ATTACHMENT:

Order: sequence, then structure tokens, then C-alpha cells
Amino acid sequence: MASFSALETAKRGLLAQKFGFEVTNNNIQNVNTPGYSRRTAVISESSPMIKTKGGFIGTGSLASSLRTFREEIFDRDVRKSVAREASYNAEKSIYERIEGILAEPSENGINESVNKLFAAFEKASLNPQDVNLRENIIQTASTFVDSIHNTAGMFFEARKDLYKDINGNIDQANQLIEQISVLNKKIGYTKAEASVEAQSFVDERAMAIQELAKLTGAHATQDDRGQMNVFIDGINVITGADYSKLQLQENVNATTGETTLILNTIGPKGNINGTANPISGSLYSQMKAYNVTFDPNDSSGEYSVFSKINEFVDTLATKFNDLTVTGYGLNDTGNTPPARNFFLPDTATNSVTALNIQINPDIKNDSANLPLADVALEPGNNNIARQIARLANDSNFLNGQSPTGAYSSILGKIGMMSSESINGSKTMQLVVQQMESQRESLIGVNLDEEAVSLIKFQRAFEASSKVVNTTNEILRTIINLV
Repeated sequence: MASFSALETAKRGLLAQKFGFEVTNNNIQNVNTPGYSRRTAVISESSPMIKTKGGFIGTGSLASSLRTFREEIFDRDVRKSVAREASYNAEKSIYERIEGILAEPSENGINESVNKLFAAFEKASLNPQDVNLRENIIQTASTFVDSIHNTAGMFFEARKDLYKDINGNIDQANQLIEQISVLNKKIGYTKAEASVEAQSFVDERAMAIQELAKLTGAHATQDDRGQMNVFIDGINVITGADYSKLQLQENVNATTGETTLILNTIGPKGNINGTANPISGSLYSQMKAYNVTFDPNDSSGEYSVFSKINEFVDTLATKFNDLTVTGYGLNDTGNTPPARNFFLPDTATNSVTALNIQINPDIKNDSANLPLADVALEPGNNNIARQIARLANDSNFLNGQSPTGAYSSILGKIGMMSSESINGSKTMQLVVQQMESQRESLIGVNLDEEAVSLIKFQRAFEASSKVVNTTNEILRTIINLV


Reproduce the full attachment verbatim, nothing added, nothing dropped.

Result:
Order: sequence, then structure tokens, then C-alpha cells
Amino acid sequence: MASFSALETAKRGLLAQKFGFEVTNNNIQNVNTPGYSRRTAVISESSPMIKTKGGFIGTGSLASSLRTFREEIFDRDVRKSVAREASYNAEKSIYERIEGILAEPSENGINESVNKLFAAFEKASLNPQDVNLRENIIQTASTFVDSIHNTAGMFFEARKDLYKDINGNIDQANQLIEQISVLNKKIGYTKAEASVEAQSFVDERAMAIQELAKLTGAHATQDDRGQMNVFIDGINVITGADYSKLQLQENVNATTGETTLILNTIGPKGNINGTANPISGSLYSQMKAYNVTFDPNDSSGEYSVFSKINEFVDTLATKFNDLTVTGYGLNDTGNTPPARNFFLPDTATNSVTALNIQINPDIKNDSANLPLADVALEPGNNNIARQIARLANDSNFLNGQSPTGAYSSILGKIGMMSSESINGSKTMQLVVQQMESQRESLIGVNLDEEAVSLIKFQRAFEASSKVVNTTNEILRTIINLV
Repeated sequence: MASFSALETAKRGLLAQKFGFEVTNNNIQNVNTPGYSRRTAVISESSPMIKTKGGFIGTGSLASSLRTFREEIFDRDVRKSVAREASYNAEKSIYERIEGILAEPSENGINESVNKLFAAFEKASLNPQDVNLRENIIQTASTFVDSIHNTAGMFFEARKDLYKDINGNIDQANQLIEQISVLNKKIGYTKAEASVEAQSFVDERAMAIQELAKLTGAHATQDDRGQMNVFIDGINVITGADYSKLQLQENVNATTGETTLILNTIGPKGNINGTANPISGSLYSQMKAYNVTFDPNDSSGEYSVFSKINEFVDTLATKFNDLTVTGYGLNDTGNTPPARNFFLPDTATNSVTALNIQINPDIKNDSANLPLADVALEPGNNNIARQIARLANDSNFLNGQSPTGAYSSILGKIGMMSSESINGSKTMQLVVQQMESQRESLIGVNLDEEAVSLIKFQRAFEASSKVVNTTNEILRTIINLV